Innovative researcher wins Wine Australia Award
Congratulations to research associate Dr Cheryl Suwen Law who has received the Wine Australia Award at the recent 2021 Science and Innovation Awards.
The Science and Innovation Awards for Young People in Agriculture, Fisheries and Forestry is a prestigious grants program that provides funding for innovative research projects to assist primary producers to develop more competitive, productive and self-reliant industries through the uptake of science, innovation and technology in Australia’s rural industries.
Wine Australia supports a prosperous Australian grape and wine community by investing in research, development and adoption projects in order to drive the continued innovation and competitiveness of Australia’s grapegrowers, winemakers and Australian wine businesses.
Dr Law's project will support Australian grapegrowers and winemakers by tailoring an existing ‘lab-on-a-chip’ sensing technology for rapid detection and quantification of (i) smoke exposure in the vineyard; and (ii) smoke taint in grape juice and wine. These sensors will enable industry to make more informed decisions during growing seasons affected by bushfires, delivering financial benefit to industry.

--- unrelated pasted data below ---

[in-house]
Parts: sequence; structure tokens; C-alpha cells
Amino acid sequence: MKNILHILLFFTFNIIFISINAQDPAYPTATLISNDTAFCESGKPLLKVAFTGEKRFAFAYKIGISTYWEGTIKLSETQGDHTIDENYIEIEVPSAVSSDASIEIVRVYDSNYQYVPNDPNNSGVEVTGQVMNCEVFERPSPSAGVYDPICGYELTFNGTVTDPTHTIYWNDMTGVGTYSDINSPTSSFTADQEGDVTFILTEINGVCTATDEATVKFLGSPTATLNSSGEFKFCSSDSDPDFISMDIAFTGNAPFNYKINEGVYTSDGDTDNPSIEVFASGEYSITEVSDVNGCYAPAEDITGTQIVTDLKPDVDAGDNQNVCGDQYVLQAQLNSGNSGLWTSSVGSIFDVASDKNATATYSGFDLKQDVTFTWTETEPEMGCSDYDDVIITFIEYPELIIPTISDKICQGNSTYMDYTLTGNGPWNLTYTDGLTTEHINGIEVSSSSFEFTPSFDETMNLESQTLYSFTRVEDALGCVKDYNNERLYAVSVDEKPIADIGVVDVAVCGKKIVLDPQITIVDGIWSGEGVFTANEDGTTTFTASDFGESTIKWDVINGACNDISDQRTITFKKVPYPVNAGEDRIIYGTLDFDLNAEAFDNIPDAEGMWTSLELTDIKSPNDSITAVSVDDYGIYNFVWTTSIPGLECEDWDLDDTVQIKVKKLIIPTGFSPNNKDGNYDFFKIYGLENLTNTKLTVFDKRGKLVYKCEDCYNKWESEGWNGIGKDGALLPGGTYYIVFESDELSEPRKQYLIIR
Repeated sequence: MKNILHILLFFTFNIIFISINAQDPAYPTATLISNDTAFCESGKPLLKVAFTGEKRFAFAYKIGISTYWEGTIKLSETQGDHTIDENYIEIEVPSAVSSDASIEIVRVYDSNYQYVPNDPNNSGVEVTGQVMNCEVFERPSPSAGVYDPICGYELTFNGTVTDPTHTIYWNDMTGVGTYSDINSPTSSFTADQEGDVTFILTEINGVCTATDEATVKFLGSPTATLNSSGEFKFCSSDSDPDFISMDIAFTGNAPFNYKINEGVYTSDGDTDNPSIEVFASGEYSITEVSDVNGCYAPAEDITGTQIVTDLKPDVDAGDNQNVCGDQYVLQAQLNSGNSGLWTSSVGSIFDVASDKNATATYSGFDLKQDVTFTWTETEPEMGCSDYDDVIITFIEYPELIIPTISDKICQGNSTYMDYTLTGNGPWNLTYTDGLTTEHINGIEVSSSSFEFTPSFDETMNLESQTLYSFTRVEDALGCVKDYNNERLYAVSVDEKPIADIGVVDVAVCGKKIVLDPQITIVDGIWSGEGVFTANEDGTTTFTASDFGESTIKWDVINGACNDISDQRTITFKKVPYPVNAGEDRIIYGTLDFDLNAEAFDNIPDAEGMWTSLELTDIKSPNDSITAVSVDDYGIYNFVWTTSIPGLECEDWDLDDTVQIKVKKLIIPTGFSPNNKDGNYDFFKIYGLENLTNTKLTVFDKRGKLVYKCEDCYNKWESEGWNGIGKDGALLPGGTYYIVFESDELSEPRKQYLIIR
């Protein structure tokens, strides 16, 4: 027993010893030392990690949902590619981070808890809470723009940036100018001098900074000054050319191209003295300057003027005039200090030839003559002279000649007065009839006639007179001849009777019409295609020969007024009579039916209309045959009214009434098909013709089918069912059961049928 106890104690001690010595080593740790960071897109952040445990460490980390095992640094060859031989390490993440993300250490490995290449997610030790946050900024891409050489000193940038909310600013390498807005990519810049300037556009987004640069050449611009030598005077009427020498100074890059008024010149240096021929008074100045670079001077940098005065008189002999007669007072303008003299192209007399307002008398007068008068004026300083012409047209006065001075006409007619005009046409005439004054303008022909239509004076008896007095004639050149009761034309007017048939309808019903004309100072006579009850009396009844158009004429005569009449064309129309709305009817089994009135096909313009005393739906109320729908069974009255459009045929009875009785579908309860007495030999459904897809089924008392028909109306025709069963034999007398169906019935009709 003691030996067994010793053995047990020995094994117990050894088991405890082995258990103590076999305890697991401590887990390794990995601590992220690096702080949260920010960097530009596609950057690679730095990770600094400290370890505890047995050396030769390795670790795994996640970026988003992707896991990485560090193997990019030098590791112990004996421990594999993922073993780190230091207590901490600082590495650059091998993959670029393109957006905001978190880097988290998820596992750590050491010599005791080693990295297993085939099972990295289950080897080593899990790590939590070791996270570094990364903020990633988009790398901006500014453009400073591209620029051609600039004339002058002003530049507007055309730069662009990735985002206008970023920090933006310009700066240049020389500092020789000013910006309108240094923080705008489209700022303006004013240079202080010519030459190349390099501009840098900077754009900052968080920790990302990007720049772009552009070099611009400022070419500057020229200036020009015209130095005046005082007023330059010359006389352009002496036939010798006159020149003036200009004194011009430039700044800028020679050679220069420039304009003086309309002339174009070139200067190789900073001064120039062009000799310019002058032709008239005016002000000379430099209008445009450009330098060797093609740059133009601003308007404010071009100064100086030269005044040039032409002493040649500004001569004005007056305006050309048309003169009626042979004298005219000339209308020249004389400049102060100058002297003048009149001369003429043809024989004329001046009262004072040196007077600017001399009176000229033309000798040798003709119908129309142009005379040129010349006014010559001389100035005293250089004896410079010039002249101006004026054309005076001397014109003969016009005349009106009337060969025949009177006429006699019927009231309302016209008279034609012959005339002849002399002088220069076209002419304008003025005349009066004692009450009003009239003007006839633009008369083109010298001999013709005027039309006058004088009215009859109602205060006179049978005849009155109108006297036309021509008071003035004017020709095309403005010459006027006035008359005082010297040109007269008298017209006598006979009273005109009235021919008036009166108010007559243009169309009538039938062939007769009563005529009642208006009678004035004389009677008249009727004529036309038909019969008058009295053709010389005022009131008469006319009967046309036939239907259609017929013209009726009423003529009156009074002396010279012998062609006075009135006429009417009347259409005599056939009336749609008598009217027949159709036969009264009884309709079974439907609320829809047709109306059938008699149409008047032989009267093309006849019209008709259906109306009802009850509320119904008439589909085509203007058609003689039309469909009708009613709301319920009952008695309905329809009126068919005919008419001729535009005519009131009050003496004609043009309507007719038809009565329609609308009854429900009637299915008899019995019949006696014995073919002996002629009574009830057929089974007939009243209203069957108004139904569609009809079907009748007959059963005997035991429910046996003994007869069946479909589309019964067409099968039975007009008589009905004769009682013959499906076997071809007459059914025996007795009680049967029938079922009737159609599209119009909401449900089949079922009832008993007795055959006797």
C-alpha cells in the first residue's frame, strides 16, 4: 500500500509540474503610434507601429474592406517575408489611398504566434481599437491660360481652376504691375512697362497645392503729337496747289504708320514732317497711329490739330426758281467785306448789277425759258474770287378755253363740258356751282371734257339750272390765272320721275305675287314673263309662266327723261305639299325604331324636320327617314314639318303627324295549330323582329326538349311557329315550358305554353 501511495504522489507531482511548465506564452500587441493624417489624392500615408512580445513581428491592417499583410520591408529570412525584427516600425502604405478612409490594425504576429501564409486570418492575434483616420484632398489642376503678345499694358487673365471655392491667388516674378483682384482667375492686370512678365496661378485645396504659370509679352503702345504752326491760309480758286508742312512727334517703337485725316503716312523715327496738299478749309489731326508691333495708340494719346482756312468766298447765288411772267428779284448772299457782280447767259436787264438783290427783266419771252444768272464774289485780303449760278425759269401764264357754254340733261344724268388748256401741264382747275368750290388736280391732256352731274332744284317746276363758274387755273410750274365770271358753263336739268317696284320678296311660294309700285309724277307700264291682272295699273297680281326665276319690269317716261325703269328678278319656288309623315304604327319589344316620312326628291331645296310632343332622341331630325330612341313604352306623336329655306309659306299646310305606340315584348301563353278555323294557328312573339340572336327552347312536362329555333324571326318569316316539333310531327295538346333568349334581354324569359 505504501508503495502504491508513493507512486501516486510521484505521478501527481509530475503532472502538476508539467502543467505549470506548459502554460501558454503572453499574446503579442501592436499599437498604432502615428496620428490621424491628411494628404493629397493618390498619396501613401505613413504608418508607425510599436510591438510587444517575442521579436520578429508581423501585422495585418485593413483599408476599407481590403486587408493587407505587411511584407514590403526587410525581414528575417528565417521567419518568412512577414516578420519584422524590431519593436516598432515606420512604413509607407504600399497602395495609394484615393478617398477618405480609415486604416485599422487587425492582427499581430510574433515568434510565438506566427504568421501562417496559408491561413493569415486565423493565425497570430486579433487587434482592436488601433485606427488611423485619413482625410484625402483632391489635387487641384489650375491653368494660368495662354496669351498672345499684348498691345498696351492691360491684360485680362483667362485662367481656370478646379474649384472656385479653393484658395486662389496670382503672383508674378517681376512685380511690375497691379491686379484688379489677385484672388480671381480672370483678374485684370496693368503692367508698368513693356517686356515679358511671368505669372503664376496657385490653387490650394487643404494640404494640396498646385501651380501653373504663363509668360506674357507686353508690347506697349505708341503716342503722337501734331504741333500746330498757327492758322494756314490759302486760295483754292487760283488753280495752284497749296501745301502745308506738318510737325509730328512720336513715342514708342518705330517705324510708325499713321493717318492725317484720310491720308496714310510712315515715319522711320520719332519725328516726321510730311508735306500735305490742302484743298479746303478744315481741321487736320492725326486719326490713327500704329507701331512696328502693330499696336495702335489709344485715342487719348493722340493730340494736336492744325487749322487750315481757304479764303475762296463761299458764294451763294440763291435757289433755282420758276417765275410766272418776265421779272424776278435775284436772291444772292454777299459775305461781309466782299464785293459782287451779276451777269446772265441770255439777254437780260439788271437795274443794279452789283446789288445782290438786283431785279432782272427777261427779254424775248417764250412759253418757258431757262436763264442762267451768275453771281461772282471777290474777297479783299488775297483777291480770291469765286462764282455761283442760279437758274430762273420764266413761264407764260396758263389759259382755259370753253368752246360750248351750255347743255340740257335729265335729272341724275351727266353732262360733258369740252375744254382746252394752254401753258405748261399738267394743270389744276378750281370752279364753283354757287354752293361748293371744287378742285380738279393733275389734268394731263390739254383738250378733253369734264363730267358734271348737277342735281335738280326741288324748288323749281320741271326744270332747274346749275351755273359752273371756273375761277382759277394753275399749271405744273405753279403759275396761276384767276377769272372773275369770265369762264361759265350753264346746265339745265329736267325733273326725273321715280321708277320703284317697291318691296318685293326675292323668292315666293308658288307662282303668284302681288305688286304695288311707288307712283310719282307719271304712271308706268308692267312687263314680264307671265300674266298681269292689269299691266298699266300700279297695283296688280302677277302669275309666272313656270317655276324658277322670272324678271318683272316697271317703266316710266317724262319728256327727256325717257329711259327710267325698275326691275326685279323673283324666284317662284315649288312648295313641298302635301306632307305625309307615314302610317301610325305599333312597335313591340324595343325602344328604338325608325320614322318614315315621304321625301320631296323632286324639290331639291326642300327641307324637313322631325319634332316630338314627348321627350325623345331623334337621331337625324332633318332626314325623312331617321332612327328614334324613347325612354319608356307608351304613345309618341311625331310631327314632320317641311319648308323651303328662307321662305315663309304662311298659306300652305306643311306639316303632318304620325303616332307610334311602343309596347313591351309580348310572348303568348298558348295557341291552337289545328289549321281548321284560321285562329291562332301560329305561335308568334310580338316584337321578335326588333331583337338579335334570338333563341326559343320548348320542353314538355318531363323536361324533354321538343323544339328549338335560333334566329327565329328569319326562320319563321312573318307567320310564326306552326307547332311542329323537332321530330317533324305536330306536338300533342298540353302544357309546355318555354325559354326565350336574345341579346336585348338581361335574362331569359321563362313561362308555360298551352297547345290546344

Congratulations again to Dr Law!
About Dr Cheryl Suwen Law
Dr Cheryl Suwen Law is a research associate with the School of Chemical Engineering and Advanced Materials. Her work focuses on engineering of photonics and plasmonic structures for optical chemo-and biosensing applications.
Dr Law's objective is to advance both fundamental understanding and applied knowledge on the sensing performance of these structures by engineering their geometry, chemistry, and optical properties at the nanoscale to harness light–matter interactions, and integrate them into fully functional and marketable analytical tools for real-life medical, environmental, industrial and defence applications.
As an alumna of the University of Adelaide, Dr Law realised that Adelaide is not only the wine capital of Australia but also one of the nine Great Wine Capitals of the World. The increasing frequency of bushfires in South Australia associated with hot and dry weather, and longer and more severe heat waves driven by climate change have resulted in extended vineyard exposure to bushfire smoke.
This is an ongoing threat to the sustainability and profitability of Australia’s wine industry, since these chemicals affect both taste and quality of wines. Motivated by this problem and interfacing with the expertise of Dr Abel Santos (School of Chemical Engineering and Advanced Materials) and Prof Kerry Wilkinson (School of Agriculture, Food and Wine), her research aims to provide innovative, cutting-edge technological solutions to address this critically growing problem for one of the key industries of our state, and also benefit other affected regions around the world. The University of Adelaide is an outstanding research environment with world-class research facilities and expertise to perform this research.